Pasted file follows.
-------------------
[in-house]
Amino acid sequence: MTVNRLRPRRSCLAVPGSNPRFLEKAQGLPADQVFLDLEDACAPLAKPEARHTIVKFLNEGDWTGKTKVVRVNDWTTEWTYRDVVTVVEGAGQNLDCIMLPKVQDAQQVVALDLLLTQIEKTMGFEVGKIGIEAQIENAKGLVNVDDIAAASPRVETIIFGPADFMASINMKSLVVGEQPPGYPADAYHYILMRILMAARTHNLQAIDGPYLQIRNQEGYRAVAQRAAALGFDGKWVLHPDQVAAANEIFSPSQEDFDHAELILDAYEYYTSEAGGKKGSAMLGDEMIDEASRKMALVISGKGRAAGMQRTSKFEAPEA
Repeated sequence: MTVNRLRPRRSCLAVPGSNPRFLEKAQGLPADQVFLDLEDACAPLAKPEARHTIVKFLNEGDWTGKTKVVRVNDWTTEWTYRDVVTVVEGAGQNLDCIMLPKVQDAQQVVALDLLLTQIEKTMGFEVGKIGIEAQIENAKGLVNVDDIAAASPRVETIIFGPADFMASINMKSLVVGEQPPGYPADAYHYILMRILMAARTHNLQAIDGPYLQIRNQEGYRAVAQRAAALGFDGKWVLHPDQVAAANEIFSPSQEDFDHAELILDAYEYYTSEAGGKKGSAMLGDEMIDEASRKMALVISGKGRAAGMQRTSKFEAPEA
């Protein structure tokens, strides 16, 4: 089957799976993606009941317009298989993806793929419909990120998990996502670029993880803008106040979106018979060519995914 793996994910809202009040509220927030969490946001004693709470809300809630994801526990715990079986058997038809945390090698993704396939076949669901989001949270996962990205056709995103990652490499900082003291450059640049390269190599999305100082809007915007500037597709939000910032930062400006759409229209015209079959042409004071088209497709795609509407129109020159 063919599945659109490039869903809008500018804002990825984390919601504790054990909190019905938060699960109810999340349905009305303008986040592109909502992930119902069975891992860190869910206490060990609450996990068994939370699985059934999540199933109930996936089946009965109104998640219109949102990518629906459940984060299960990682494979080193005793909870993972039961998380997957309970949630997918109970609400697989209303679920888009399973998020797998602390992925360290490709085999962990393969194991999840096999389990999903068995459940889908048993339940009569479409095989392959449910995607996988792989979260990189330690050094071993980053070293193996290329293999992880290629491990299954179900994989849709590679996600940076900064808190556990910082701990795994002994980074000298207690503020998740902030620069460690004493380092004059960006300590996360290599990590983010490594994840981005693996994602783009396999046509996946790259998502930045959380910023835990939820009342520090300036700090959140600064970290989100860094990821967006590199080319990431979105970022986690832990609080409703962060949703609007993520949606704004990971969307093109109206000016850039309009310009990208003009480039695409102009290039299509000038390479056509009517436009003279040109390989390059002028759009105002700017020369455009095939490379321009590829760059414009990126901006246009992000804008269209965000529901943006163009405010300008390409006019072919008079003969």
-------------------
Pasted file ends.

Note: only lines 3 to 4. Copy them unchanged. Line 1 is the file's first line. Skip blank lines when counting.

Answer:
Repeated sequence: MTVNRLRPRRSCLAVPGSNPRFLEKAQGLPADQVFLDLEDACAPLAKPEARHTIVKFLNEGDWTGKTKVVRVNDWTTEWTYRDVVTVVEGAGQNLDCIMLPKVQDAQQVVALDLLLTQIEKTMGFEVGKIGIEAQIENAKGLVNVDDIAAASPRVETIIFGPADFMASINMKSLVVGEQPPGYPADAYHYILMRILMAARTHNLQAIDGPYLQIRNQEGYRAVAQRAAALGFDGKWVLHPDQVAAANEIFSPSQEDFDHAELILDAYEYYTSEAGGKKGSAMLGDEMIDEASRKMALVISGKGRAAGMQRTSKFEAPEA
């Protein structure tokens, strides 16, 4: 089957799976993606009941317009298989993806793929419909990120998990996502670029993880803008106040979106018979060519995914 793996994910809202009040509220927030969490946001004693709470809300809630994801526990715990079986058997038809945390090698993704396939076949669901989001949270996962990205056709995103990652490499900082003291450059640049390269190599999305100082809007915007500037597709939000910032930062400006759409229209015209079959042409004071088209497709795609509407129109020159 063919599945659109490039869903809008500018804002990825984390919601504790054990909190019905938060699960109810999340349905009305303008986040592109909502992930119902069975891992860190869910206490060990609450996990068994939370699985059934999540199933109930996936089946009965109104998640219109949102990518629906459940984060299960990682494979080193005793909870993972039961998380997957309970949630997918109970609400697989209303679920888009399973998020797998602390992925360290490709085999962990393969194991999840096999389990999903068995459940889908048993339940009569479409095989392959449910995607996988792989979260990189330690050094071993980053070293193996290329293999992880290629491990299954179900994989849709590679996600940076900064808190556990910082701990795994002994980074000298207690503020998740902030620069460690004493380092004059960006300590996360290599990590983010490594994840981005693996994602783009396999046509996946790259998502930045959380910023835990939820009342520090300036700090959140600064970290989100860094990821967006590199080319990431979105970022986690832990609080409703962060949703609007993520949606704004990971969307093109109206000016850039309009310009990208003009480039695409102009290039299509000038390479056509009517436009003279040109390989390059002028759009105002700017020369455009095939490379321009590829760059414009990126901006246009992000804008269209965000529901943006163009405010300008390409006019072919008079003969």